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A pulmonologist is a specialist physician who concentrates on conditions and illnesses that affect the respiratory system. This article will focus on the training of these specialists, as well as their daily schedules.

Pulmonology is the branch of medicine that focuses on the chest and respiratory system including all the anatomy associated with breathing. Pulmonologists are trained specialist physicians who manage conditions and diseases of the chest such as asthma, bronchitis, pneumonia, tuberculosis and emphysema. Also, pulmonology often involves managing patients who need  mechanical ventilation and life support in intensive care units (ICUs).

Training

A doctor can spend up to 15 years training in order to become a specialist pulmonologist. This training consists of 5-6 years completing their medical undergraduate degree, 1-2 years of an internship phase, 4 years completing the residency programme in internal medicine and 3 years training in a fellowship programme in pulmonology.

A pulmonologist can also sub-specialise in a specific chosen field and they can include the following disciplines:

  • Critical care medicine.
  • Interventional pulmonology where the specialist performs invasive procedures such as bronchoscopies.

Procedures used by Pulmonologists

The following are procedures and investigations which are requested and performed by pulmonologists in order to aid with diagnosing and managing respiratory conditions and illnesses.

  • Blood tests are requested to exclude signs of infection. Arterial blood gas levels are also required, especially in patients who are on mechanical ventilation.
  • Sputum specimens are sent away for microscopy, culture and sensitivity (MC&S) tests to analyze for infective sources, cytology for cancer cells and specific MC&S and ZN stain requests for diagnosing tuberculosis. 
  • Chest X-rays to visualize any obvious pathology.
  • CT scanning is requested when a pulmonologist suspects conditions such as lung cancers, foreign bodies and pulmonary embolisms.
  • Spirometry - used to diagnose airflow obstruction by breathing into a dedicated machine.
  • Pulmonary Function Tests consists of performing spirometry and administering drugs such as bronchodilators to assess any changes in breathing patterns, lung volumes and the diffusion capacity of the lungs.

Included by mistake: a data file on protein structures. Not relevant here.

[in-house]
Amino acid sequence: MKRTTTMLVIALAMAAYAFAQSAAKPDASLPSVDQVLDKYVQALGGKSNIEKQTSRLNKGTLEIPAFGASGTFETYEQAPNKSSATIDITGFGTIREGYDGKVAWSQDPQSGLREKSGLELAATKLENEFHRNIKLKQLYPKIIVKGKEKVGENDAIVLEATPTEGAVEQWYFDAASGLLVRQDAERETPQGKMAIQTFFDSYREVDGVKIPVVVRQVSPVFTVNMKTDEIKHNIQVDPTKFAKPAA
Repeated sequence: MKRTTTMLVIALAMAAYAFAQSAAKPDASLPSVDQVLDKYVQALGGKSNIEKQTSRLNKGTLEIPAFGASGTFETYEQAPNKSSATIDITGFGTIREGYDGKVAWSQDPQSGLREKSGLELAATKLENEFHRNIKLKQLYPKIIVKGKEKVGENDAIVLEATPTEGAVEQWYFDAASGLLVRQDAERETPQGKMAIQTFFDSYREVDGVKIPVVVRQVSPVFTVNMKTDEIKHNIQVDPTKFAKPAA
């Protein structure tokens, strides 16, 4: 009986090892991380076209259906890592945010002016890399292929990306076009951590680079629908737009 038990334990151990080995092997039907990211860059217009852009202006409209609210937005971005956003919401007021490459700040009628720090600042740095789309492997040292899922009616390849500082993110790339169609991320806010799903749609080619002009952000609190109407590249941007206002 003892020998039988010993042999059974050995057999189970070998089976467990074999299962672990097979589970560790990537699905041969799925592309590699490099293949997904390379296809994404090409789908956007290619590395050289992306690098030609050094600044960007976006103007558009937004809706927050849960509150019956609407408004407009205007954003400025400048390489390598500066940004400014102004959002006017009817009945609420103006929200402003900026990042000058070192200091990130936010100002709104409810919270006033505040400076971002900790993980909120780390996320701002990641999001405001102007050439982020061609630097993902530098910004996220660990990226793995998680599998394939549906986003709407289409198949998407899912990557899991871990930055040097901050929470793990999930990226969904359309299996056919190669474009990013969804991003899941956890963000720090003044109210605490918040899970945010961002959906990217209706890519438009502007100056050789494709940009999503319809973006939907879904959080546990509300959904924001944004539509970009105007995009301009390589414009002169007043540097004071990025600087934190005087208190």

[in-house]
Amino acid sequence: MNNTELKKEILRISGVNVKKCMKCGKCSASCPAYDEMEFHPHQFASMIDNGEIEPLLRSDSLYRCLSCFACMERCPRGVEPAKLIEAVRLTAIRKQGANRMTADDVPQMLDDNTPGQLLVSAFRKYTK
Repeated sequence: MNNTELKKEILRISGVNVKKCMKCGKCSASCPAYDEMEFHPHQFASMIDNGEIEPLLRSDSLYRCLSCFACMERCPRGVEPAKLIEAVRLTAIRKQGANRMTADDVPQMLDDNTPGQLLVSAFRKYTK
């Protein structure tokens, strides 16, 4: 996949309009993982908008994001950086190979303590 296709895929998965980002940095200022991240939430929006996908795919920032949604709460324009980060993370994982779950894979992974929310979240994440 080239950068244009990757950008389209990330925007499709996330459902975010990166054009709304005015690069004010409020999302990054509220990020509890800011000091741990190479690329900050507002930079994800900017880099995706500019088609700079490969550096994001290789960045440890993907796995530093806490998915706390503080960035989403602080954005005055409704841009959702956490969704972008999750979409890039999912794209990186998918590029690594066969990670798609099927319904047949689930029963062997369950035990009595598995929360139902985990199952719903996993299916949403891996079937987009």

• Scintigraphy and other methods of nuclear medicine.
  • Bronchoscopy with bronchoalveolar lavage (BAL), epithelial brushing and transbronchial and endobronchial biopsy. The lavage and biopsy specimens are then sent away for analysis to exclude pathologies such as cancers.
  • Positron emission tomography (PET scan), especially in diagnosing lung cancer.
  • Sleep studies (polysomnography) commonly used for the diagnosis of obstructive sleep apnoea.

Management of patients

Pulmonologists employ many different management protocols when treating patients with respiratory conditions. These can include the following:

  • Medication - antibiotics, inhalational and oral steroids, short and long acting bronchodilators, leukotriene receptor antagonists, oxygen therapy and CPAP machines.
  • Pulmonary rehabilitation - this is intended to help the patient live a meaningful life by being able to function as independently as possible in order to live a good quality of life and have a better prognosis. This is done by incorporating exercise, emotional support, education, non-invasive mechanical ventilation, oxygen therapy or support, compliance with medical care in order to reduce the number of exacerbations and hospitalizations, optimal clearance of airway secretions, returning to work and a more active lifestyle. The healthcare workers who are involved here include a pulmonary medicine specialist, a rehabilitation physician, a rehabilitation nurse, physiotherapists, occupational therapists, a psychologist and a social worker.
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